Definition of foot spot

The point on the table surface over which the apex ball of a rack is centered (in most games). It is the point half the distance between the long rails' second diamonds from the end of the racking end of the table. The foot spot is the intersection of the foot string and the long string, and is typically marked with a cloth or paper decal on pool tables.

24 Random Essential Billiards Terms

The person in charge of the game whose primary role is to ensure adherence by both players to the appropriate rules of the game being played. Other duties of the referee include racking each frame, re-spotting balls during the course of a game, maintaining the equipment associated with the table (e.g. keeping the balls clean), controlling the crowd and, if necessary, controlling the players. Formerly sometimes referred to as the umpire.
When the object balls in straight rail pool are lined up close to each other, but extending out from the cushion, and you choose to bounce off the first object ball at the cushion and then come back to graze the second object ball. This technique can be used to continue scoring points as long as you are efficient with the shot.
A geometric form, usually aluminum, wooden or plastic, used to assist in setting up balls in games like eight-ball, nine-ball, and snooker. The rack allows for more consistently tight grouping of balls, which is necessary for a successful break shot. In most games a triangle-shaped rack capable of holding fifteen balls can be employed, even if the game calls for racking less than a full ball set, such as in the game of nine-ball. For further information, see the Rack (billiards) main article.
In some games, refers to a single frame.
A pool table where two shims have been placed on the sides of each pocket (in the jaws beneath the cloth), making the pockets "tighter" (smaller). Such tables are "tougher" than unshimmed or single-shimmed tables.
To play a shot using a more difficult application of stroke and speed to achieve a certain desired position for the next shot, even at the expense of or sharply increasing the likelihood of a miss.
American CueSports Alliance. Their mission statement is "To heighten the interest and awareness of cue sports through the support and sanctioning of organized competition throughout the United States and North America."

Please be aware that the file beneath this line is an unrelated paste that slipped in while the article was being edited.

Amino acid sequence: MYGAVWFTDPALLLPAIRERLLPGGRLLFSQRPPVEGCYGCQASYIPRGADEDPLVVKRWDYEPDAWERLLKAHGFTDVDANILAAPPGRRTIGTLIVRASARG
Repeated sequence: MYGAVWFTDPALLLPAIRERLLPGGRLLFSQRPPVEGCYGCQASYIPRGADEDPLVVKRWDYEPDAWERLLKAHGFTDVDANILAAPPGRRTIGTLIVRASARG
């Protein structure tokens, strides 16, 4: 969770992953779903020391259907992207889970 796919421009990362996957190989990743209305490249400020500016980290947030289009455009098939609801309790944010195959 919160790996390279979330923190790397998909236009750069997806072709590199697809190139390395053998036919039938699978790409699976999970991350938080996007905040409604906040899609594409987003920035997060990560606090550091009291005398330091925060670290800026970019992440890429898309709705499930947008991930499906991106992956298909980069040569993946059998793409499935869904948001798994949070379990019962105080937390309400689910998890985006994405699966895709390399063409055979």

This is English that turns into reverse English after contact with the object ball. This will close up the angle on a bank.
The ACS Canadian affiliate organization, the Canadian Cue Sport Association.
This is playing to a higher winning score than eight in the game of one pocket.
The desired angle that must be created between the path of the cue ball and the path of the object ball upon contact to pot the object ball. It is usually measured to the center of the pocket. See also aiming line.

1- This is a knowledgeable shot showing skill on the movement of the cue ball.

2- This is an experienced one pocket pool player that shows extraordinary skill at coordinating the cue balls and object balls for safety plays.

1- Shortened phrase of "ball-in-hand".

2 - In snooker, the ability to place the cue ball anywhere inside the boundaries of the D. This occurs at the start of a frame, and after the cue ball has been potted or forced off the table.
Also a short form of "Ball In Hand".

When the tip of the cue begins to hang over the sides of the ferrule from constant use. This is the action of mushrooming, and it is important to use a tip tool to reshape the tip to fit the ferrule.
The table reserved for games played for money or the best table in the house. This table is always of better quality and regularly maintained. Money tables are most commonly reserved for big action.
Ten Ball is a rotation is a rotation game very similar to nine-ball, using ten balls instead of nine, and with the 10 ball instead of the 9 as the "money ball".
The object of the game is pocket the 10-ball on any legal shot.
A pocket; usually used in disgust when describing a scratch (e.g., "the cue ball's gone down the sewer").
This is a low bet in a game with action.
Technique using different wood inlays to create picture designs on the butt of the cue.
This is when it is necessary to change a set handicap after play indicates it favors one player more than the other.
Also known as a Dead cushion. A cushion that has either lost a degree of elastic resiliency or is not firmly bolted to the frame, in both cases causing balls to rebound with less energy than is normal.
This is the imaginary line that a ball would need to follow in order for it to result in an effective bank shot.
This is another name for One Pocket pool.
This is the way your hand is configured to support the shaft of the cue during a shot.
A type of spin imparted to the cue ball to make it rebound from a cushion at a shallower angle than it would if the spin had not been used.